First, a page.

Did you know Wifi can ‘Sneeze’ Malware? - BestCyberNews: Online News Presenter in the present world

BestCyberNews: Online News Presenter in the present world

Start knowing

test banner

Breaking

Did you know Wifi can ‘Sneeze’ Malware?

The University of Liverpool security researchers group found that WiFi access points are highly efficient at passing around virus infections.

The team designed and simulated an attack by a virus, called Chameleon, and found that not only could it spread quickly between homes and businesses, but it was able to avoid detection and identify the points at which WiFi access is least protected by encryption and passwords.

Chameleon is a firmware-replacement attack that presents false outward-facing credentials from infected machines. It can then steal data from users connecting to the access point.

Researchers simulated an attack on Belfast and London in a laboratory setting, and found that Chameleon behaved like an airborne virus, travelling across the WiFi network via Access Points that connect households and businesses to WiFi networks.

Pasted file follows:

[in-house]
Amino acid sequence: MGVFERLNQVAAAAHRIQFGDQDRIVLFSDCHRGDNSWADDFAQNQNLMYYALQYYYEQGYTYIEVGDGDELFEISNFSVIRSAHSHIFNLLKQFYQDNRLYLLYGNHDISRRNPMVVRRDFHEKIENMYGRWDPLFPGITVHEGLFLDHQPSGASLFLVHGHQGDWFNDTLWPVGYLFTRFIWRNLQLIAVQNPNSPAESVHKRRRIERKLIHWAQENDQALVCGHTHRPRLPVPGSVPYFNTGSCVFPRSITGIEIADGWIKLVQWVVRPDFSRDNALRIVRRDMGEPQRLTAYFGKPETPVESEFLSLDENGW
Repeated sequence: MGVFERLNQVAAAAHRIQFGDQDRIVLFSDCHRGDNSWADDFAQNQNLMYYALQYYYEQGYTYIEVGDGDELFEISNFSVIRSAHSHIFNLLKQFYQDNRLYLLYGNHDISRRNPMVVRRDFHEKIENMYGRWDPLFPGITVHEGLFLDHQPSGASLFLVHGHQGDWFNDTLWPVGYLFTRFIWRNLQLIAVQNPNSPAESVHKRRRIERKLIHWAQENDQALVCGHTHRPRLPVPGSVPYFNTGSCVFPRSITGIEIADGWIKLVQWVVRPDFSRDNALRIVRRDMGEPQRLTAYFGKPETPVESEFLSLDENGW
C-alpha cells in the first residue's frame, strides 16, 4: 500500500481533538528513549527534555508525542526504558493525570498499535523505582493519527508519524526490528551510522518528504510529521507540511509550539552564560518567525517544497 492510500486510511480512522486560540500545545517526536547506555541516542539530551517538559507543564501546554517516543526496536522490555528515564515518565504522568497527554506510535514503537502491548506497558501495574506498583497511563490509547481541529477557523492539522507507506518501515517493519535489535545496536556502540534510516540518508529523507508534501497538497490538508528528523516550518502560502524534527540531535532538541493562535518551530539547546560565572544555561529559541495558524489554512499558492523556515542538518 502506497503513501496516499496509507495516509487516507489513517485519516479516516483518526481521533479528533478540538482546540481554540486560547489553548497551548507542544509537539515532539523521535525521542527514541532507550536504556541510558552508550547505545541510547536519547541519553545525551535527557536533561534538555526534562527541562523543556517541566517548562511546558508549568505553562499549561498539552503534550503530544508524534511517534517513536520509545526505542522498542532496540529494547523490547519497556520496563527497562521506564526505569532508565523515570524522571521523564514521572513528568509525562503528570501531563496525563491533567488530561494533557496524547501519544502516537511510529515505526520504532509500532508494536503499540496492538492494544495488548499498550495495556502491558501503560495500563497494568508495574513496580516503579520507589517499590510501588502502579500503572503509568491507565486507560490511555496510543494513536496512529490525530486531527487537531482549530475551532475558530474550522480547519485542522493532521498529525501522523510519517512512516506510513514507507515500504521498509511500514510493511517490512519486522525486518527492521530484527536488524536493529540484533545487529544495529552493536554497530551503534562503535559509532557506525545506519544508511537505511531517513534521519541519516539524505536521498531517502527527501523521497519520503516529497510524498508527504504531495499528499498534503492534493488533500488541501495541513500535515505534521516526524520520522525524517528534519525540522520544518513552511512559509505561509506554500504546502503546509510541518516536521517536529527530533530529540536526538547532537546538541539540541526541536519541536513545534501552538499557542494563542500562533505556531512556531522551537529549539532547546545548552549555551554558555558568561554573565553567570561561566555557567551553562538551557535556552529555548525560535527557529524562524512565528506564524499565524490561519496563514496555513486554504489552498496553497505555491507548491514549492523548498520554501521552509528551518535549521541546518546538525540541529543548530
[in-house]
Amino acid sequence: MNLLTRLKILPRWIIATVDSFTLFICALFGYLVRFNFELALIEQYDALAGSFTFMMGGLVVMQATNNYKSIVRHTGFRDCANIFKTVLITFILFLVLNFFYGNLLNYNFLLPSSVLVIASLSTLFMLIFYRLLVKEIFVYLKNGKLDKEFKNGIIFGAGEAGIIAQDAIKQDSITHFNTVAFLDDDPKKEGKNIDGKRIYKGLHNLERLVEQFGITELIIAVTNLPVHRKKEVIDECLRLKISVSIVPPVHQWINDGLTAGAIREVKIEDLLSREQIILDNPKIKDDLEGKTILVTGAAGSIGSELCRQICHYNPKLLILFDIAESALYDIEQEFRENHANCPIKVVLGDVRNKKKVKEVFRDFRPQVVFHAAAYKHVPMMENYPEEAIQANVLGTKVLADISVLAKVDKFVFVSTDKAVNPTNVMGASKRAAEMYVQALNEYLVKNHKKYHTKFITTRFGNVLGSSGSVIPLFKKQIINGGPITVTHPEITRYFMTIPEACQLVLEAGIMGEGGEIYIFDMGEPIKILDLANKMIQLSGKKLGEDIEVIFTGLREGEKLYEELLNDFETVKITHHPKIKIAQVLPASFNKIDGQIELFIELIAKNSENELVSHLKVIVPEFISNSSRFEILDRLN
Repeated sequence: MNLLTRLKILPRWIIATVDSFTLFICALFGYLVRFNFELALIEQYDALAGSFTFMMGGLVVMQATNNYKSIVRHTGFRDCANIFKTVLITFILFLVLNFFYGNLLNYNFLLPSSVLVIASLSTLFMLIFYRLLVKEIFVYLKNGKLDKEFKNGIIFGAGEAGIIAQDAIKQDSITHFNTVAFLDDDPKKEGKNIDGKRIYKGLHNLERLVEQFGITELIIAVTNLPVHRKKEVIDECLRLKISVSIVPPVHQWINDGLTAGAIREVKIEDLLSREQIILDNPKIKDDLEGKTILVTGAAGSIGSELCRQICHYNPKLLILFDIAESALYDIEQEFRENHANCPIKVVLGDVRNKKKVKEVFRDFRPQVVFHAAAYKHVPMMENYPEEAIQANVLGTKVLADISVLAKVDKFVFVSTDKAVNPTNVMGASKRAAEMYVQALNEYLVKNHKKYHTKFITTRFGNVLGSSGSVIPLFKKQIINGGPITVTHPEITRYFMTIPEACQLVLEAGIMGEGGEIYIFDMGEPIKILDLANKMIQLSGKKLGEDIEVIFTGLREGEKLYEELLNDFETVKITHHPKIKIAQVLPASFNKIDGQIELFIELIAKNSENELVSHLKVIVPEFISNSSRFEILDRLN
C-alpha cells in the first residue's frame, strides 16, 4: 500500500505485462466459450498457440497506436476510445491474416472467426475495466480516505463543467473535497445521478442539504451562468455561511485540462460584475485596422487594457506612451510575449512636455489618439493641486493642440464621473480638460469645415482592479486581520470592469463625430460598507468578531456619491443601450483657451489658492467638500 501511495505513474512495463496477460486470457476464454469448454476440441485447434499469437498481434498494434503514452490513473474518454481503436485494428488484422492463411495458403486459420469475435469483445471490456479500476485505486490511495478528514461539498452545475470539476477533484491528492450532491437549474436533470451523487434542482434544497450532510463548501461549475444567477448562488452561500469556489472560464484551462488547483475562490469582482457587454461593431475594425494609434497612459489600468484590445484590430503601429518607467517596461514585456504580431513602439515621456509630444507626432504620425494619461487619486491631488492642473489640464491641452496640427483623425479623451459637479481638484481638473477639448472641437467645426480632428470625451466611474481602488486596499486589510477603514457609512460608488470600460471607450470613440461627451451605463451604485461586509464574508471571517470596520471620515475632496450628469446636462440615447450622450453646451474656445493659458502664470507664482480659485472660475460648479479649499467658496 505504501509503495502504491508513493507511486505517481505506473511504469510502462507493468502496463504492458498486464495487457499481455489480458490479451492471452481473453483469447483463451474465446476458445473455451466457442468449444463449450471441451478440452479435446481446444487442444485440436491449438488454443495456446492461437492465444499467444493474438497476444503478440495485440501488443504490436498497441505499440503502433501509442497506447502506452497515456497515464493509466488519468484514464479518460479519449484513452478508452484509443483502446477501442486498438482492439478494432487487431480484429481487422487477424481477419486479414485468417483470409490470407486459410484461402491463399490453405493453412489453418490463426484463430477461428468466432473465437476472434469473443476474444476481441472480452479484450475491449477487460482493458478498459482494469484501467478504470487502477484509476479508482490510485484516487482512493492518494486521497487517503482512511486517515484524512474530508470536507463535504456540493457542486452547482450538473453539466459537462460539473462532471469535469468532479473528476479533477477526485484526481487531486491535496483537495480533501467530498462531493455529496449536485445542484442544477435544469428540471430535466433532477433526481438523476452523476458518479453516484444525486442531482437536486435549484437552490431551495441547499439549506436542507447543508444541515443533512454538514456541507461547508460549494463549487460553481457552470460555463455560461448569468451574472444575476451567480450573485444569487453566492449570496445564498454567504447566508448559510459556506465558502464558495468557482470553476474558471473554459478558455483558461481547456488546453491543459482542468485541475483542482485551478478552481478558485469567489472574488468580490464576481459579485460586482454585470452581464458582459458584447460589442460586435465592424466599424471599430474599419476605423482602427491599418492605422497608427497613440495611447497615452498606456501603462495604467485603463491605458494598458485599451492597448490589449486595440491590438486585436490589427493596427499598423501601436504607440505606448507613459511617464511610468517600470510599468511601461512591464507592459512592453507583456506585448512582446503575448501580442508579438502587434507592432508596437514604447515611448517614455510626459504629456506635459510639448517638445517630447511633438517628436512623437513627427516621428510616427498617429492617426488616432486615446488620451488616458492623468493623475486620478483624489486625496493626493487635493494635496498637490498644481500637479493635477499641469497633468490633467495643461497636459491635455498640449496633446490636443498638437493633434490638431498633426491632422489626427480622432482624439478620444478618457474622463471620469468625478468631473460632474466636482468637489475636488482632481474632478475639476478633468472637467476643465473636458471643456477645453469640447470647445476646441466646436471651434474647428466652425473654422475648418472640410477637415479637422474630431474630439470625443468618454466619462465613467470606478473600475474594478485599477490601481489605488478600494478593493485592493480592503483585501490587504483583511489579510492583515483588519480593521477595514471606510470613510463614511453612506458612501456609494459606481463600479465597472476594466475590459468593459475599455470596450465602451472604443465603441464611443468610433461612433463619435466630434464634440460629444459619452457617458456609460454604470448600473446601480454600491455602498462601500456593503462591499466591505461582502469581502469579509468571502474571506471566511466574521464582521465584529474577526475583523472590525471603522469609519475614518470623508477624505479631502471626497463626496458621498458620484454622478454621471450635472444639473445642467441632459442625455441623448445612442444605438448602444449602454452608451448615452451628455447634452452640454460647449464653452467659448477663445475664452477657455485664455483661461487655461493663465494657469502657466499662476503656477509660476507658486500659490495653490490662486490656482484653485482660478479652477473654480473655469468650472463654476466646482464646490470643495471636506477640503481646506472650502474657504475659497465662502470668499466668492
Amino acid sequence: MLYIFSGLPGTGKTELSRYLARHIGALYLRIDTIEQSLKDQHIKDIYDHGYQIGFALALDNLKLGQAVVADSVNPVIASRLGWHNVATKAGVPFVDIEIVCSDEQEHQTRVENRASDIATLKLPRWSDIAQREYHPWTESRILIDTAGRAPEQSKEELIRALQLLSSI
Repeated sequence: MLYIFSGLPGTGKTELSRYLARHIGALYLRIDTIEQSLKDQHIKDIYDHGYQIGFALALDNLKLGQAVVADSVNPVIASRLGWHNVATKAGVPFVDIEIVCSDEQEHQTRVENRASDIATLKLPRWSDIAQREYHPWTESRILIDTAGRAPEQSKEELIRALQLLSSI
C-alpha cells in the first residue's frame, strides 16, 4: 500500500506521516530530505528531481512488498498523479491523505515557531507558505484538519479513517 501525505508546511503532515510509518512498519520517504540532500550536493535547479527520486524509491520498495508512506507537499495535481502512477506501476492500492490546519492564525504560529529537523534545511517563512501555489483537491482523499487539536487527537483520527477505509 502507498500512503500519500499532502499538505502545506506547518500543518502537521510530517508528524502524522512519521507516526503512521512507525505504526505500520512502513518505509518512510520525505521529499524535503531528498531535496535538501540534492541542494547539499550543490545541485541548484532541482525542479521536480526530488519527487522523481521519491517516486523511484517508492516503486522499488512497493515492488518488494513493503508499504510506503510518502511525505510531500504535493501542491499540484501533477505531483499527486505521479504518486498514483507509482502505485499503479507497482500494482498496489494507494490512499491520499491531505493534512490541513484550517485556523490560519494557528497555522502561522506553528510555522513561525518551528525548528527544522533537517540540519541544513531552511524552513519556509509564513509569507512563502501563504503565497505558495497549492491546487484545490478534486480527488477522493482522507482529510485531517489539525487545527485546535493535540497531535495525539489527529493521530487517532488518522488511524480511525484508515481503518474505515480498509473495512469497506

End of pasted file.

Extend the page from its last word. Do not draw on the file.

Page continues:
The University of Liverpool modelling exercise also showed that Chameleon could identify the least-protected access points visible from an infected site, while avoiding detection. 

Chameleon was able to avoid detection as current virus detection systems look for viruses that are present on the internet or computers, but Chameleon is only ever present in the WiFi network.  

Whilst many APs are sufficiently encrypted and password protected, the virus simply moved on to find those which weren’t strongly protected including open access WiFi points common in locations such as coffee shops and airports.

Professor Marshall said, “WiFi connections are increasingly a target for computer hackers because of well documented security vulnerabilities, which make it difficult to detect and defend against a virus.

“It was assumed, however, that it wasn't possible to develop a virus that could attack WiFi networks but we demonstrated that this is possible and that it can spread quickly. We are now able to use the data generated from this study to develop a new technique to identify when an attack is likely.”




Author Venkatesh Yalagandula Follow us Google + and Facebook and Twitter

No comments:

Post a Comment